Howdy readers, Lafe here. About once a month, my partner in crime, Rich Seeley, has been doing technical takeovers of this blog. Here's his most recent post, which looks at Visual Studio templates.
Visual Studio templates are in the news developers can use including two recent articles in one of our favorite sources Visual Studio Magazine.
Author Tomáš Herceg is the CEO and chief software architect at Riganti sro, a software development and consulting company based in the Czech Republic. He is also a Microsoft MVP and Microsoft Regional Director. Hercegg specializes in .NET and the Microsoft developer tools stack and created the DotVVM open source Web app framework.
DotVVM is available as a free extension for Visual Studio 2015 and Visual Studio 2017 that adds project templates and IntelliSense. It can be downloaded from the Visual Studio Marketplace or from the DotVVM Web site.
The tutorial Herceg penned for Visual Studio Magazine shows how to create a new, multi-platform Web app targeting .NET Core using DotVVM. This open source tool gives you choices as Herceg explains:
When you install DotVVM for Visual Studio 2017, you can create a new DotVVM project by choosing from the following options:
- DotVVM Web Application (.NET Core) template creates a new project targeting .NET Core. This is used to create a multi-platform Web app with DotVVM.
- DotVVM Web Application (ASP.NET Core on .NET Framework) template creates a new project targeting .NET Framework 4.5.1, which uses the new ASP.NET Core libraries. This a popular combination because it allows you to use libraries that aren't currently supported in .NET Core.
- DotVVM Web Application (OWIN on .NET Framework) template creates a classic Web application project that uses .NET Framework 4.5.1 and OWIN. You can use this method to integrate DotVVM into existing MVC or Web Forms apps.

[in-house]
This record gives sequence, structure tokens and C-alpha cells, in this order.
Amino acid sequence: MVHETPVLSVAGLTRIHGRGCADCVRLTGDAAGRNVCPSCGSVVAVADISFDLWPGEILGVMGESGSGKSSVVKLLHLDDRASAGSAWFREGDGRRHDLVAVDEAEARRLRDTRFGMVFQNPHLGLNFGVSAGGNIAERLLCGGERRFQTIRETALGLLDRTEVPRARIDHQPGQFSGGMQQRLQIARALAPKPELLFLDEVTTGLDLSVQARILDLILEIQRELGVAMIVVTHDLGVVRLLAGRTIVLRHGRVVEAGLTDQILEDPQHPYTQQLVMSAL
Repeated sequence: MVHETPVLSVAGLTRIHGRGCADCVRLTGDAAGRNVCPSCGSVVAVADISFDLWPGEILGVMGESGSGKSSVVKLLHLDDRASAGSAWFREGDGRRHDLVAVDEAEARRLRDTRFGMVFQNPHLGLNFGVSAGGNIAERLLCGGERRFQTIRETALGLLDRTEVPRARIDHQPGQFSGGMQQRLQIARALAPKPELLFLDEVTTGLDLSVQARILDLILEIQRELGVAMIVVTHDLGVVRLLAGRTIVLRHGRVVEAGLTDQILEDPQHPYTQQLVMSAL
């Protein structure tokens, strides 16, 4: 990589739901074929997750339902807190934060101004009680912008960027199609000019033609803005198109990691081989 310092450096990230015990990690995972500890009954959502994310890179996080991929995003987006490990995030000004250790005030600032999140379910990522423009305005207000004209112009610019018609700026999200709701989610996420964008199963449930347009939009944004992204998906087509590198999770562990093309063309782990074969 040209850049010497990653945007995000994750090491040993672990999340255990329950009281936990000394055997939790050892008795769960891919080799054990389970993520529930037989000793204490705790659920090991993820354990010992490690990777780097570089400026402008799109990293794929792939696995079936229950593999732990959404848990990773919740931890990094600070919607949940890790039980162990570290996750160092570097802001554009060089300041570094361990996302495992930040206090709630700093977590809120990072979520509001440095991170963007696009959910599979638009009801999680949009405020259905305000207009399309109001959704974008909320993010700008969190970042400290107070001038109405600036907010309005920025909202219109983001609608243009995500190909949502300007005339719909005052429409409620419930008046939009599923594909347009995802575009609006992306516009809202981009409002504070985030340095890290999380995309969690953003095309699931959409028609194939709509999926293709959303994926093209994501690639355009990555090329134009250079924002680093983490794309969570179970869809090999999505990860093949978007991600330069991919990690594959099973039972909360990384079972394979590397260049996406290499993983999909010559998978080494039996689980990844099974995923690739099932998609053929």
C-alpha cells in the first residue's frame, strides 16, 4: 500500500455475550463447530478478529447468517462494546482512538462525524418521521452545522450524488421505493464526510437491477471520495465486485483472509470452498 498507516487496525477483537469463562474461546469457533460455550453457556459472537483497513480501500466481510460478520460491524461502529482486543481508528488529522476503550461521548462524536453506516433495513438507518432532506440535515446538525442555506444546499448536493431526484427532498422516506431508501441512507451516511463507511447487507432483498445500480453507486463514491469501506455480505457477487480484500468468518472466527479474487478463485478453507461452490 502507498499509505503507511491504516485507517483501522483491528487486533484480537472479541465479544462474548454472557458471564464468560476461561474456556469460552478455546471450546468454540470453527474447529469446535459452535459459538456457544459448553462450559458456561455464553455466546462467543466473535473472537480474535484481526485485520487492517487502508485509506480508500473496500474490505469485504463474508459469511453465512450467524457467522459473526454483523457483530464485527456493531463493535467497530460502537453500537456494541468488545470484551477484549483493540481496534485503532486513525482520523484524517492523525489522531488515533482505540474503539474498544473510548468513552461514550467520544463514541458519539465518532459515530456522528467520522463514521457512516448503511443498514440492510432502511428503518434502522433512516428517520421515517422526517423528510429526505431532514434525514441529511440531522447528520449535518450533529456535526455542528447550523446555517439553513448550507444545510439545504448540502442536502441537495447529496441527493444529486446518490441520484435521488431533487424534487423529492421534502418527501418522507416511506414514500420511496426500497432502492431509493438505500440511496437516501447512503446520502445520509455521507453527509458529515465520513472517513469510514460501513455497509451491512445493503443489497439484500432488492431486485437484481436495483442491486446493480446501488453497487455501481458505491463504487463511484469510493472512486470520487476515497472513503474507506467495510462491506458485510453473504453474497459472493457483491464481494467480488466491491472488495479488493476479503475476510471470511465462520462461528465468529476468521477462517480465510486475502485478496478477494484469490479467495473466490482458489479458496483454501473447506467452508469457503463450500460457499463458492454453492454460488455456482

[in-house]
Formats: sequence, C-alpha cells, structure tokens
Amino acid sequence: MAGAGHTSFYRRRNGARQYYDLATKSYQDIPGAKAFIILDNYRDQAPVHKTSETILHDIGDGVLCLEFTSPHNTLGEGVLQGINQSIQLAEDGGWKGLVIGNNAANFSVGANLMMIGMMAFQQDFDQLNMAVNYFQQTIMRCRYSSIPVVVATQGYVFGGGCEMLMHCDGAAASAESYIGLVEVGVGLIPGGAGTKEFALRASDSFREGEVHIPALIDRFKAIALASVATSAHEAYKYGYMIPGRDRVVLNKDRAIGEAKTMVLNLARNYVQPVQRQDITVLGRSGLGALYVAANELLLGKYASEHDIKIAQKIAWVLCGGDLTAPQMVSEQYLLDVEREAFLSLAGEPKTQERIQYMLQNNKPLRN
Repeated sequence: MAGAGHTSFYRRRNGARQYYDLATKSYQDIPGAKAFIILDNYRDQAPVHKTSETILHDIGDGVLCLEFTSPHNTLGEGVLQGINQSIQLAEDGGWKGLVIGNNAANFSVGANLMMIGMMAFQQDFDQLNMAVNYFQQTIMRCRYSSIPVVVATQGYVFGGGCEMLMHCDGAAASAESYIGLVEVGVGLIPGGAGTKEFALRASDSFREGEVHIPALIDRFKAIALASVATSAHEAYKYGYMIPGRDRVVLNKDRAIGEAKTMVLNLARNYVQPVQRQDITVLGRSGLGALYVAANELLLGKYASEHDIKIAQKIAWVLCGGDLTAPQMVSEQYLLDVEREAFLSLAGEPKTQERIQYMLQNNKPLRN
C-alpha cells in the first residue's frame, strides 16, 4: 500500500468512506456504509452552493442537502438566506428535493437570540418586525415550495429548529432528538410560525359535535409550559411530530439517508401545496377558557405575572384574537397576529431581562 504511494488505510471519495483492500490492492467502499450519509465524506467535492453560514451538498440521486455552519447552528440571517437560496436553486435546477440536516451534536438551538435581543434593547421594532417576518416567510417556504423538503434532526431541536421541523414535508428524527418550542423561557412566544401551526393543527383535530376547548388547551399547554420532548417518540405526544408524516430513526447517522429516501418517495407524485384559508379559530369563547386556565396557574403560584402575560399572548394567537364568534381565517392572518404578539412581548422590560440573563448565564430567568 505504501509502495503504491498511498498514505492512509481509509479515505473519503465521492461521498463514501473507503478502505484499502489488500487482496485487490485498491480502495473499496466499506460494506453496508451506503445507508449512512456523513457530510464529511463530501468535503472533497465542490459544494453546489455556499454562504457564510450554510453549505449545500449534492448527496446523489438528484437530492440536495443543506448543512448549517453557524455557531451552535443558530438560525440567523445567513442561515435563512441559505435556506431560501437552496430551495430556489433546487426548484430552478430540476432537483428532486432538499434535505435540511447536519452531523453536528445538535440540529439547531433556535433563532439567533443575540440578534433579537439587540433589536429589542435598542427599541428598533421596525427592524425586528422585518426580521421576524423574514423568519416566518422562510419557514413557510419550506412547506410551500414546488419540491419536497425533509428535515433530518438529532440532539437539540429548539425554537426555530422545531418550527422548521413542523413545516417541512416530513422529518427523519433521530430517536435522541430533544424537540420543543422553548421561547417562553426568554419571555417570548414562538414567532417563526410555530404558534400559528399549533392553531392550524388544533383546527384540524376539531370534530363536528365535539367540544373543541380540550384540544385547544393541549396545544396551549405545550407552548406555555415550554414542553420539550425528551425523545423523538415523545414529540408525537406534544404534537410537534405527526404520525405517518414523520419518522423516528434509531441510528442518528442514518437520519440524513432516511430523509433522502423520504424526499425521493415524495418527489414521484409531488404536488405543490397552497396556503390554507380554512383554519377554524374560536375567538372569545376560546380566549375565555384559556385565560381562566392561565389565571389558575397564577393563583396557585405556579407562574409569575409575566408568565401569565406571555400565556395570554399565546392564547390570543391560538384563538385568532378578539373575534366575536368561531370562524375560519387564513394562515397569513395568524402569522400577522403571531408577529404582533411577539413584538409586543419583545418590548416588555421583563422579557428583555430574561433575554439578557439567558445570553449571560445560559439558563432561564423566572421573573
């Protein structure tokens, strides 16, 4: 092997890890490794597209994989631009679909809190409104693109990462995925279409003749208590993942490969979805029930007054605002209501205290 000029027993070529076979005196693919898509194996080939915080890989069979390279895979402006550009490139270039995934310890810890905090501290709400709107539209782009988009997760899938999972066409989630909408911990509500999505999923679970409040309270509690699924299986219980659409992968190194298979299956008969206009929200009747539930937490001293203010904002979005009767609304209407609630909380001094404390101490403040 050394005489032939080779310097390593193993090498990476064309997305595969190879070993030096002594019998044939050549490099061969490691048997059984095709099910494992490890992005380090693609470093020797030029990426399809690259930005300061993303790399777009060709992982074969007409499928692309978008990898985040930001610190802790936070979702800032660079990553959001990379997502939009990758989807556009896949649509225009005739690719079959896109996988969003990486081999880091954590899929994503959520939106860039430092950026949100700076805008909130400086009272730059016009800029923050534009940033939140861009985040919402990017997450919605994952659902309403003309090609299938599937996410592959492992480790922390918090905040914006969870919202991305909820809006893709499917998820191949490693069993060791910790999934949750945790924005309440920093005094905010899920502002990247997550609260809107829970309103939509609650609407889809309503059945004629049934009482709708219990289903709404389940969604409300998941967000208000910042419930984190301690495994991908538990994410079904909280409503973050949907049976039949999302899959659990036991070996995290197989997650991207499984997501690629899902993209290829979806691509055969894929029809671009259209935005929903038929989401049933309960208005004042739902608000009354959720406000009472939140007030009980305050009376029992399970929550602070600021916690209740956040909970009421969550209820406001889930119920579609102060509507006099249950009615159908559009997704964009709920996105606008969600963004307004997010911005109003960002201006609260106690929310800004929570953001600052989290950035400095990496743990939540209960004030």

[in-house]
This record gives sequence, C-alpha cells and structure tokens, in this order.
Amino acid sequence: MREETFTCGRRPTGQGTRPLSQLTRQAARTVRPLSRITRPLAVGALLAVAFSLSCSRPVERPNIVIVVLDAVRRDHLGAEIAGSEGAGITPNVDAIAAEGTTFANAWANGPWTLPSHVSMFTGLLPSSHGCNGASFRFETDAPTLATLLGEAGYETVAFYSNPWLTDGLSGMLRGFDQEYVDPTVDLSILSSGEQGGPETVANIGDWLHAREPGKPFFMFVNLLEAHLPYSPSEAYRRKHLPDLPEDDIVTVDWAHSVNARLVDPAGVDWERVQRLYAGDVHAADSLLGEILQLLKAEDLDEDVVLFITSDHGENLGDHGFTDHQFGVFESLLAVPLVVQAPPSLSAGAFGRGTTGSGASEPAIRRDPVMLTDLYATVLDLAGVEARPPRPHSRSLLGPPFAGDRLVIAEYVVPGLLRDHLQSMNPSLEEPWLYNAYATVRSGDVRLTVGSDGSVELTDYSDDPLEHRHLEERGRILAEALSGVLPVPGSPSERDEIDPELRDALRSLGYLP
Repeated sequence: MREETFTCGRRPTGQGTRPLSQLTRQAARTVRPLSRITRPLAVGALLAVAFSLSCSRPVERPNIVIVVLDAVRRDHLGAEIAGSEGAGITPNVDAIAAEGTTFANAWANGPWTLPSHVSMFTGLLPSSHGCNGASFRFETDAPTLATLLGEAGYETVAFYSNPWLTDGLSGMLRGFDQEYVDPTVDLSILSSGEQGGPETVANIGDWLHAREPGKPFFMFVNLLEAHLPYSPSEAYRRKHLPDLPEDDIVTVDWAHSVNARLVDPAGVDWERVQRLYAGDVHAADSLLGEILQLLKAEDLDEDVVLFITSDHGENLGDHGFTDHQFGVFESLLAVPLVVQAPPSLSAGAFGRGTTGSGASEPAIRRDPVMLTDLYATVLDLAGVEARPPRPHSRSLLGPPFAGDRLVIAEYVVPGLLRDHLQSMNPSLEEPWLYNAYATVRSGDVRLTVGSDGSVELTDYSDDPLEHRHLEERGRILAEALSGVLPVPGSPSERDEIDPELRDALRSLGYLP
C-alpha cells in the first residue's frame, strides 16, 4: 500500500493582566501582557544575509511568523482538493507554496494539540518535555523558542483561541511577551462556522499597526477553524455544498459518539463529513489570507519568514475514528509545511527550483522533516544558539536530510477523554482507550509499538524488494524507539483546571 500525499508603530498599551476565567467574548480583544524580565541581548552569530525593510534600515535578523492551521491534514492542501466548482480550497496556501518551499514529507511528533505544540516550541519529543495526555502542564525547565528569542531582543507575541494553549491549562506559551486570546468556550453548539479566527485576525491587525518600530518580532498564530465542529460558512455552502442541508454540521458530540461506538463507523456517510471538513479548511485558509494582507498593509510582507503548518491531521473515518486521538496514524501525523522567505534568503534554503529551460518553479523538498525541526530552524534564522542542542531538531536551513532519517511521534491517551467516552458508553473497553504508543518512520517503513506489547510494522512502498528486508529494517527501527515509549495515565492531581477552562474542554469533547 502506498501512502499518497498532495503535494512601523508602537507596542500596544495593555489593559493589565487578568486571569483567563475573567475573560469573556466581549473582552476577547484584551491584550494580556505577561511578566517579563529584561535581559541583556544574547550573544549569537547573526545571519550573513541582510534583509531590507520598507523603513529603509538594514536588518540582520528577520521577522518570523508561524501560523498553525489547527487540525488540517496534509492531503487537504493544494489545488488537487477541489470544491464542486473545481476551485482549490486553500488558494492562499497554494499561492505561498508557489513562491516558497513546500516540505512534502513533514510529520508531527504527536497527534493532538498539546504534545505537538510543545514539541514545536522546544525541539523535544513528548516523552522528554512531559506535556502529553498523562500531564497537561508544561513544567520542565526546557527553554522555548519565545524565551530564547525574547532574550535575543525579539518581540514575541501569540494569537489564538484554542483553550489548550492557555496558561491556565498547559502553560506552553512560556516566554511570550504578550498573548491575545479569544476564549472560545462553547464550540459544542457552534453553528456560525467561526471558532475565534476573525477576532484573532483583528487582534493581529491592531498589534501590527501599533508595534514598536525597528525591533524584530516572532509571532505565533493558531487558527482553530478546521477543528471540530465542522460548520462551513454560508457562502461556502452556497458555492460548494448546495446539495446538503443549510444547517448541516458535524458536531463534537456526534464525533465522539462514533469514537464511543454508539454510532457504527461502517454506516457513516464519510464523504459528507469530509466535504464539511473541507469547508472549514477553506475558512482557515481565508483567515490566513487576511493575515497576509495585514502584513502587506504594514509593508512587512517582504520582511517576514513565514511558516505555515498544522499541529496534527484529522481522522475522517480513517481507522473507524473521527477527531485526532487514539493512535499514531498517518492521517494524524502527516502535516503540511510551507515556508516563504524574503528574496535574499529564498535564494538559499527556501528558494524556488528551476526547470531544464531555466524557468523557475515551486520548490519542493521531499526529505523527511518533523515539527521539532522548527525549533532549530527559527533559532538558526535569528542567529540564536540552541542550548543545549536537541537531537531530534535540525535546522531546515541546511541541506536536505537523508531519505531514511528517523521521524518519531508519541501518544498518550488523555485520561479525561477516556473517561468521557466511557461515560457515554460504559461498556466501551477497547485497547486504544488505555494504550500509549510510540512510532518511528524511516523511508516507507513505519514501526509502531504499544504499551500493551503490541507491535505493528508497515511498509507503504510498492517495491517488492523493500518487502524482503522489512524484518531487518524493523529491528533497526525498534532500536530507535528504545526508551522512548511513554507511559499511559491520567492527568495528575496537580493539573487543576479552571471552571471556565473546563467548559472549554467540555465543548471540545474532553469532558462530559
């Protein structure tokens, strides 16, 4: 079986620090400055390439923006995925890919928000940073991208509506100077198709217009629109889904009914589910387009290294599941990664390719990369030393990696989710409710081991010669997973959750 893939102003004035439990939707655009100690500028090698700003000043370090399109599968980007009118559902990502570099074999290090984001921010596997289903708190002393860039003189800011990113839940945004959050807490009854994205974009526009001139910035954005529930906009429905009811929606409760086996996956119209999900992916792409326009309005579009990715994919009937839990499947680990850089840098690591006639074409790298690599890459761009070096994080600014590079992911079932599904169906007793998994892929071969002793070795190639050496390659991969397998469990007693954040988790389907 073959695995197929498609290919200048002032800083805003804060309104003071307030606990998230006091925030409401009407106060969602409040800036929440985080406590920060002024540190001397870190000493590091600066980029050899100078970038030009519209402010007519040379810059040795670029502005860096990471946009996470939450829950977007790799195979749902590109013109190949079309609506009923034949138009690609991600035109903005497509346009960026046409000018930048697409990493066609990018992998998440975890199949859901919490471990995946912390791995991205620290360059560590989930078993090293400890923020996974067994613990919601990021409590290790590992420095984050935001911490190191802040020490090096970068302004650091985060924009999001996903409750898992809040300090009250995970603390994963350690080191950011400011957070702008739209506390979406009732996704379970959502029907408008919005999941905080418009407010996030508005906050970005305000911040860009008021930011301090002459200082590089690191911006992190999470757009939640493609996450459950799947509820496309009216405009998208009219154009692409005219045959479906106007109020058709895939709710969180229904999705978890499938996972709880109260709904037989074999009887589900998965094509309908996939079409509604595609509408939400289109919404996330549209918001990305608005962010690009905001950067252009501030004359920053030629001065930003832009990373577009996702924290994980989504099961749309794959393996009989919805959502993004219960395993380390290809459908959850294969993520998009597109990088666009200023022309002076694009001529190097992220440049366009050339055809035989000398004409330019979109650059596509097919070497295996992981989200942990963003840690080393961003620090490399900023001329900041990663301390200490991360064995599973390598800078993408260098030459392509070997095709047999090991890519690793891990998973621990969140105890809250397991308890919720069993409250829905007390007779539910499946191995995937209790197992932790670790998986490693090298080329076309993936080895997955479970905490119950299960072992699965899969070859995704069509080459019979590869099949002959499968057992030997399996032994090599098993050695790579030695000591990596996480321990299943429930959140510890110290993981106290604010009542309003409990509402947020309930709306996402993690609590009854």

- If this is something that would speed up the projects you're working on, Herceg’s detailed tutorial with plenty of code samples will be a must read.
Rapid Universal Windows Platform (UWP) Creation
Also in the news recently is Windows Template Studio (WTS), the wizard-based coding engine for Windows 10 UWP apps, which gained momentum with a new point release.
Michael Domingo, editor in chief of Visual Studio Magazine, highlighted this template news in Rapid UWP Creation with Windows Template Studio 1.1
Usually a 1.1 release wouldn't be a big deal but as Domingo points out, the new version of the WTS open source project on GitHub provides wizard improvements, including the addition of some code analysis, localization, renaming of pages and background tasks, and other template improvements.
Michael Crump, senior program manager in Microsoft's Azure division, along with Clint Rutkas, another Microsoft PM, created Windows Template Studio, a Visual Studio 2017 extension that can be used to build Universal Windows Platform projects using a wizards-based UI and targeting Windows 10 environments.
In a blog post announcing the latest version of WTS, Crump and Rutkas explain: "Windows Template Studio addresses a top community ask in our developer survey to make it easier and provide guidance to create new projects that target the Universal Windows Platform … We are taking our learnings from the code generation engine and the existing wizard to provide a strong foundation for our code generation and developer experience in Windows Template Studio."
According to the blog, here's what's new:
Improvements to the Wizard:
- Page Reordering
- The first page doesn’t have to be the Blank page
- Renaming of pages and background tasks
- Offline improvements
- Initial work for supporting localization
- Code analysis was added
- Grid page added
- Chart page added
- Media/Video page added
- Web View page has been enhanced
- Store SDK Notifications added
- SettingStorage now has a binary save option (not just string based)
- Navigation panel moved to UWP Community Toolkit
- Styling adjustments
- ResourceLoader performance improvement
There's more detail on this GitHub page.
Just Getting Started?
For readers who are just beginning to look at templates, Microsoft provides some helpful how-to information.
Creating Project and Item Templates provides a basic explanation of what you get with Visual Studio: